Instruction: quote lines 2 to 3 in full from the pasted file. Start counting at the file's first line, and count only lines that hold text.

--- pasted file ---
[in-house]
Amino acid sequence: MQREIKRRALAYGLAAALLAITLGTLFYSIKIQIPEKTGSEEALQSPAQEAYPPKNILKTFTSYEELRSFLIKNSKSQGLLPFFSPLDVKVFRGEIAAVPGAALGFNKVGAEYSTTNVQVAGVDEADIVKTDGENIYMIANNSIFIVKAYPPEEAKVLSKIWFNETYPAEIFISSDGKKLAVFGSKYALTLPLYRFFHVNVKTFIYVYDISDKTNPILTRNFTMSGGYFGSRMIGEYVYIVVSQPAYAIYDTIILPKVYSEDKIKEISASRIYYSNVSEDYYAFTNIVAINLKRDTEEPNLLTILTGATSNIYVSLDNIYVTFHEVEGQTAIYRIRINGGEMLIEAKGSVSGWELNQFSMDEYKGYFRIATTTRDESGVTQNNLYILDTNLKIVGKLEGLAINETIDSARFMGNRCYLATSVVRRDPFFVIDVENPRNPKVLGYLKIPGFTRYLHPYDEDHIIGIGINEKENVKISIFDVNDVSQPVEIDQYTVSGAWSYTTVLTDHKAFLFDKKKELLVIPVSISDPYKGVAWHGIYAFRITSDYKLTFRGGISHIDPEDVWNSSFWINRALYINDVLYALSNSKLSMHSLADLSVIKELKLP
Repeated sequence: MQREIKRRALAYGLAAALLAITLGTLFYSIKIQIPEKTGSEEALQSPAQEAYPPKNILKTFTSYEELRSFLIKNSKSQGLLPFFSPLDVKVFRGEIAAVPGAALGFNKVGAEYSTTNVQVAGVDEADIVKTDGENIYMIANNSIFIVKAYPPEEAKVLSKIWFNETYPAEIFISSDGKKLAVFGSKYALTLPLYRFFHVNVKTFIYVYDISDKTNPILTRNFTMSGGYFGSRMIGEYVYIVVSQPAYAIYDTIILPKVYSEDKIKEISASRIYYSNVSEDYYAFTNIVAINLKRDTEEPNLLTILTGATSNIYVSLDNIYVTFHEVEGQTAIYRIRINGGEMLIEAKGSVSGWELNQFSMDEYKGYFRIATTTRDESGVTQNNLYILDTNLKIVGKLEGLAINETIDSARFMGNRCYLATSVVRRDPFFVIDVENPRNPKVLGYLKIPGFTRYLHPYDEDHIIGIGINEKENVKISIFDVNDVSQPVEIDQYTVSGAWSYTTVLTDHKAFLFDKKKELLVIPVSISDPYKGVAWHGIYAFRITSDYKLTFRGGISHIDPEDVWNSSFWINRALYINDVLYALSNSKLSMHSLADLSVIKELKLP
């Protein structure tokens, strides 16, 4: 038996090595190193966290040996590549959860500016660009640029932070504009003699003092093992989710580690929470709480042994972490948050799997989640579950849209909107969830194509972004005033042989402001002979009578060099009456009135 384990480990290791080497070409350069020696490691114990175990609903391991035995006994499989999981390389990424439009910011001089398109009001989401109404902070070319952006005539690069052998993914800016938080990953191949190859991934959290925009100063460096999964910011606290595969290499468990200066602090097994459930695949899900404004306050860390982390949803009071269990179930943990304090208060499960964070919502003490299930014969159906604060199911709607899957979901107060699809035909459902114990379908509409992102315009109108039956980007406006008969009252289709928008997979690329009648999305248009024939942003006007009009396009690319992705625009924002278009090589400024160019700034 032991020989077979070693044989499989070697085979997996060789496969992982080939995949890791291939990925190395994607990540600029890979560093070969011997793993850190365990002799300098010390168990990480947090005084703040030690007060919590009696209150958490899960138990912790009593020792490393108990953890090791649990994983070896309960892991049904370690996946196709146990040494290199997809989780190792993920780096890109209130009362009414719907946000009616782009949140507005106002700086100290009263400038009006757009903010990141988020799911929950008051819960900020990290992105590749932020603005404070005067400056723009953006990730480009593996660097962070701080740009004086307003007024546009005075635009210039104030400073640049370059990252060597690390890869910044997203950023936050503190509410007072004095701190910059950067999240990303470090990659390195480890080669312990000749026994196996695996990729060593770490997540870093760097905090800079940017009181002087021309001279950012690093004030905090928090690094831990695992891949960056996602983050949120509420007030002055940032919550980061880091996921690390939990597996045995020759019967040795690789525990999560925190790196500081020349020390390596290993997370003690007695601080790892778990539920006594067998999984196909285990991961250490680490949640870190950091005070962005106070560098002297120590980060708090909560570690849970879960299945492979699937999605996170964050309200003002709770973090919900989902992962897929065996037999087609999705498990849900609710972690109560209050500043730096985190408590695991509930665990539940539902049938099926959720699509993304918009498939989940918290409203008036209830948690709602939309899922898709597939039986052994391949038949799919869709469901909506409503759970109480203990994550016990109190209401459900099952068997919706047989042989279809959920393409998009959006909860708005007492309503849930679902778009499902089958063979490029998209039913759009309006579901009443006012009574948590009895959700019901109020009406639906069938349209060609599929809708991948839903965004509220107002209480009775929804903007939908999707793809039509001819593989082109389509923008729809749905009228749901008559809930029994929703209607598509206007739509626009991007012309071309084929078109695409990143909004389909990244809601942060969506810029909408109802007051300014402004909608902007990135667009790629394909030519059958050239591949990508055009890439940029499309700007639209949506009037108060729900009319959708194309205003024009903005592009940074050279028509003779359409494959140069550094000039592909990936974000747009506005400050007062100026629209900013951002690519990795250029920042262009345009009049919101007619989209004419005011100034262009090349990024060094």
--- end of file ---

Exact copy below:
Amino acid sequence: MQREIKRRALAYGLAAALLAITLGTLFYSIKIQIPEKTGSEEALQSPAQEAYPPKNILKTFTSYEELRSFLIKNSKSQGLLPFFSPLDVKVFRGEIAAVPGAALGFNKVGAEYSTTNVQVAGVDEADIVKTDGENIYMIANNSIFIVKAYPPEEAKVLSKIWFNETYPAEIFISSDGKKLAVFGSKYALTLPLYRFFHVNVKTFIYVYDISDKTNPILTRNFTMSGGYFGSRMIGEYVYIVVSQPAYAIYDTIILPKVYSEDKIKEISASRIYYSNVSEDYYAFTNIVAINLKRDTEEPNLLTILTGATSNIYVSLDNIYVTFHEVEGQTAIYRIRINGGEMLIEAKGSVSGWELNQFSMDEYKGYFRIATTTRDESGVTQNNLYILDTNLKIVGKLEGLAINETIDSARFMGNRCYLATSVVRRDPFFVIDVENPRNPKVLGYLKIPGFTRYLHPYDEDHIIGIGINEKENVKISIFDVNDVSQPVEIDQYTVSGAWSYTTVLTDHKAFLFDKKKELLVIPVSISDPYKGVAWHGIYAFRITSDYKLTFRGGISHIDPEDVWNSSFWINRALYINDVLYALSNSKLSMHSLADLSVIKELKLP
Repeated sequence: MQREIKRRALAYGLAAALLAITLGTLFYSIKIQIPEKTGSEEALQSPAQEAYPPKNILKTFTSYEELRSFLIKNSKSQGLLPFFSPLDVKVFRGEIAAVPGAALGFNKVGAEYSTTNVQVAGVDEADIVKTDGENIYMIANNSIFIVKAYPPEEAKVLSKIWFNETYPAEIFISSDGKKLAVFGSKYALTLPLYRFFHVNVKTFIYVYDISDKTNPILTRNFTMSGGYFGSRMIGEYVYIVVSQPAYAIYDTIILPKVYSEDKIKEISASRIYYSNVSEDYYAFTNIVAINLKRDTEEPNLLTILTGATSNIYVSLDNIYVTFHEVEGQTAIYRIRINGGEMLIEAKGSVSGWELNQFSMDEYKGYFRIATTTRDESGVTQNNLYILDTNLKIVGKLEGLAINETIDSARFMGNRCYLATSVVRRDPFFVIDVENPRNPKVLGYLKIPGFTRYLHPYDEDHIIGIGINEKENVKISIFDVNDVSQPVEIDQYTVSGAWSYTTVLTDHKAFLFDKKKELLVIPVSISDPYKGVAWHGIYAFRITSDYKLTFRGGISHIDPEDVWNSSFWINRALYINDVLYALSNSKLSMHSLADLSVIKELKLP